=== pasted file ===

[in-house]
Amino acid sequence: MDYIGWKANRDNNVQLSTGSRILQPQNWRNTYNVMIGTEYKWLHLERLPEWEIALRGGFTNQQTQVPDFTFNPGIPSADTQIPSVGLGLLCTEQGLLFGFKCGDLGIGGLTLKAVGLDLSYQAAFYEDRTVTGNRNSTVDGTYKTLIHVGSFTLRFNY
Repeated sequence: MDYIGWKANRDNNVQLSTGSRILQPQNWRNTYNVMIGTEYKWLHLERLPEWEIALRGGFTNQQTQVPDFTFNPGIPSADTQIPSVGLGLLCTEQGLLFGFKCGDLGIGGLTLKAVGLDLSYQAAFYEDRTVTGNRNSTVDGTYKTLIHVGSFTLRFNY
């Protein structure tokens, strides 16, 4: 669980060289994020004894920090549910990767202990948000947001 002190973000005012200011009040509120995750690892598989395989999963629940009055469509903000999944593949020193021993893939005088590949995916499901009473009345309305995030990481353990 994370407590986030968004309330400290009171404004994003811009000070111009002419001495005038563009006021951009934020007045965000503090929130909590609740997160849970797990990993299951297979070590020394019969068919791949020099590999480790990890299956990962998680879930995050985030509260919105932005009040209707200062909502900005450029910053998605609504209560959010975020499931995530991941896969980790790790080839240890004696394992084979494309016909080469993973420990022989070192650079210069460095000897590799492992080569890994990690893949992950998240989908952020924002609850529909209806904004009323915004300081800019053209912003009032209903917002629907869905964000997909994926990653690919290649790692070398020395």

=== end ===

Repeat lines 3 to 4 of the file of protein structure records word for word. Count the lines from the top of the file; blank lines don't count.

Repeated sequence: MDYIGWKANRDNNVQLSTGSRILQPQNWRNTYNVMIGTEYKWLHLERLPEWEIALRGGFTNQQTQVPDFTFNPGIPSADTQIPSVGLGLLCTEQGLLFGFKCGDLGIGGLTLKAVGLDLSYQAAFYEDRTVTGNRNSTVDGTYKTLIHVGSFTLRFNY
């Protein structure tokens, strides 16, 4: 669980060289994020004894920090549910990767202990948000947001 002190973000005012200011009040509120995750690892598989395989999963629940009055469509903000999944593949020193021993893939005088590949995916499901009473009345309305995030990481353990 994370407590986030968004309330400290009171404004994003811009000070111009002419001495005038563009006021951009934020007045965000503090929130909590609740997160849970797990990993299951297979070590020394019969068919791949020099590999480790990890299956990962998680879930995050985030509260919105932005009040209707200062909502900005450029910053998605609504209560959010975020499931995530991941896969980790790790080839240890004696394992084979494309016909080469993973420990022989070192650079210069460095000897590799492992080569890994990690893949992950998240989908952020924002609850529909209806904004009323915004300081800019053209912003009032209903917002629907869905964000997909994926990653690919290649790692070398020395």